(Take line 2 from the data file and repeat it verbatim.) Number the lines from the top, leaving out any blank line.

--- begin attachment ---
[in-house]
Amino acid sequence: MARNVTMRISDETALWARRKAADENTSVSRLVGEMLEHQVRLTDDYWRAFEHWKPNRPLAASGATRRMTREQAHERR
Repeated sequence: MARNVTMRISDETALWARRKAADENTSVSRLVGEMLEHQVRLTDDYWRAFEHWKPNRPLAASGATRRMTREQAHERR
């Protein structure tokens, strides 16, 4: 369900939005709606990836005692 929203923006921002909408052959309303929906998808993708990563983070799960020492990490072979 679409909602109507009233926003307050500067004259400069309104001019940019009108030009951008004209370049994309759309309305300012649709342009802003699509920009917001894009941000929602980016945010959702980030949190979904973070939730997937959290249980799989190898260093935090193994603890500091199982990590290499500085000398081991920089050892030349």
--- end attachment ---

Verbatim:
Amino acid sequence: MARNVTMRISDETALWARRKAADENTSVSRLVGEMLEHQVRLTDDYWRAFEHWKPNRPLAASGATRRMTREQAHERR